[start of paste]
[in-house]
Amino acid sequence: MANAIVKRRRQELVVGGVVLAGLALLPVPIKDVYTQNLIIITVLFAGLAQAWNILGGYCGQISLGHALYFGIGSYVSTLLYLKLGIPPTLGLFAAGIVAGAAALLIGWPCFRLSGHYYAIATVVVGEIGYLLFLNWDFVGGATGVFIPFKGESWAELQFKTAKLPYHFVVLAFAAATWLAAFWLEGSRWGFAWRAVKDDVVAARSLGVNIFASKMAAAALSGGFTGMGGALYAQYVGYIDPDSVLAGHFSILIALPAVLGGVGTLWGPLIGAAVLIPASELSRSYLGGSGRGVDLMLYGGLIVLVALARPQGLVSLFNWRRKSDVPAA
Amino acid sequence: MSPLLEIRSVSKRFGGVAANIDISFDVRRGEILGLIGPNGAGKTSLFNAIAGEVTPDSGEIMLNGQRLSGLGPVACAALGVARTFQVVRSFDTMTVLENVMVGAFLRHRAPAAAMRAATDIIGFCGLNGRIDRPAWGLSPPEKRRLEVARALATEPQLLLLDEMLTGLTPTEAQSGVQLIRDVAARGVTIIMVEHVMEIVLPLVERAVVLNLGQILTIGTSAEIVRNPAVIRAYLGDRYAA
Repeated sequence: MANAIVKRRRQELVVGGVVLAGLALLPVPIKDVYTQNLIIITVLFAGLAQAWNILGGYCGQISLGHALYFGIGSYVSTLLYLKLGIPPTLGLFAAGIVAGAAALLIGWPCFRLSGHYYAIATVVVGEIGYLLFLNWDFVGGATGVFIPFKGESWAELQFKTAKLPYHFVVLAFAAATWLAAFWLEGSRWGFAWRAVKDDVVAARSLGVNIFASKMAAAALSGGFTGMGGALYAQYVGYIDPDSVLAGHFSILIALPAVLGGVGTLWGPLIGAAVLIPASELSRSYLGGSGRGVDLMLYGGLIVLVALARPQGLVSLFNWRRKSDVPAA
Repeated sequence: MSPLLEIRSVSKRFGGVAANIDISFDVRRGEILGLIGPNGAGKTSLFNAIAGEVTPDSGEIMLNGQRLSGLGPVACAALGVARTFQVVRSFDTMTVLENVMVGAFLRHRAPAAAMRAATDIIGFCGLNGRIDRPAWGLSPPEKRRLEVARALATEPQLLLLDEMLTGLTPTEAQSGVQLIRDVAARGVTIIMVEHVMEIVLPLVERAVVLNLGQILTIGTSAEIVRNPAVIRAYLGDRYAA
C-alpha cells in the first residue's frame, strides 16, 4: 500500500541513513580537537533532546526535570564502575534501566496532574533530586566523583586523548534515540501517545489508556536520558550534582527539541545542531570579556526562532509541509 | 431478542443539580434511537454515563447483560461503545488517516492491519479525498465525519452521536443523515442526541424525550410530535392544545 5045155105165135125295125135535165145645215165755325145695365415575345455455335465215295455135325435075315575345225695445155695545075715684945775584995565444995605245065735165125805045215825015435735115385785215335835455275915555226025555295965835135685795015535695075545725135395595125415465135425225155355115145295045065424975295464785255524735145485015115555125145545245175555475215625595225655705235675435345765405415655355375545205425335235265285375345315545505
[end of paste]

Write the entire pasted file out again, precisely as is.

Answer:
[in-house]
Amino acid sequence: MANAIVKRRRQELVVGGVVLAGLALLPVPIKDVYTQNLIIITVLFAGLAQAWNILGGYCGQISLGHALYFGIGSYVSTLLYLKLGIPPTLGLFAAGIVAGAAALLIGWPCFRLSGHYYAIATVVVGEIGYLLFLNWDFVGGATGVFIPFKGESWAELQFKTAKLPYHFVVLAFAAATWLAAFWLEGSRWGFAWRAVKDDVVAARSLGVNIFASKMAAAALSGGFTGMGGALYAQYVGYIDPDSVLAGHFSILIALPAVLGGVGTLWGPLIGAAVLIPASELSRSYLGGSGRGVDLMLYGGLIVLVALARPQGLVSLFNWRRKSDVPAA
Amino acid sequence: MSPLLEIRSVSKRFGGVAANIDISFDVRRGEILGLIGPNGAGKTSLFNAIAGEVTPDSGEIMLNGQRLSGLGPVACAALGVARTFQVVRSFDTMTVLENVMVGAFLRHRAPAAAMRAATDIIGFCGLNGRIDRPAWGLSPPEKRRLEVARALATEPQLLLLDEMLTGLTPTEAQSGVQLIRDVAARGVTIIMVEHVMEIVLPLVERAVVLNLGQILTIGTSAEIVRNPAVIRAYLGDRYAA
Repeated sequence: MANAIVKRRRQELVVGGVVLAGLALLPVPIKDVYTQNLIIITVLFAGLAQAWNILGGYCGQISLGHALYFGIGSYVSTLLYLKLGIPPTLGLFAAGIVAGAAALLIGWPCFRLSGHYYAIATVVVGEIGYLLFLNWDFVGGATGVFIPFKGESWAELQFKTAKLPYHFVVLAFAAATWLAAFWLEGSRWGFAWRAVKDDVVAARSLGVNIFASKMAAAALSGGFTGMGGALYAQYVGYIDPDSVLAGHFSILIALPAVLGGVGTLWGPLIGAAVLIPASELSRSYLGGSGRGVDLMLYGGLIVLVALARPQGLVSLFNWRRKSDVPAA
Repeated sequence: MSPLLEIRSVSKRFGGVAANIDISFDVRRGEILGLIGPNGAGKTSLFNAIAGEVTPDSGEIMLNGQRLSGLGPVACAALGVARTFQVVRSFDTMTVLENVMVGAFLRHRAPAAAMRAATDIIGFCGLNGRIDRPAWGLSPPEKRRLEVARALATEPQLLLLDEMLTGLTPTEAQSGVQLIRDVAARGVTIIMVEHVMEIVLPLVERAVVLNLGQILTIGTSAEIVRNPAVIRAYLGDRYAA
C-alpha cells in the first residue's frame, strides 16, 4: 500500500541513513580537537533532546526535570564502575534501566496532574533530586566523583586523548534515540501517545489508556536520558550534582527539541545542531570579556526562532509541509 | 431478542443539580434511537454515563447483560461503545488517516492491519479525498465525519452521536443523515442526541424525550410530535392544545 5045155105165135125295125135535165145645215165755325145695365415575345455455335465215295455135325435075315575345225695445155695545075715684945775584995565444995605245065735165125805045215825015435735115385785215335835455275915555226025555295965835135685795015535695075545725135395595125415465135425225155355115145295045065424975295464785255524735145485015115555125145545245175555475215625595225655705235675435345765405415655355375545205425335235265285375345315545505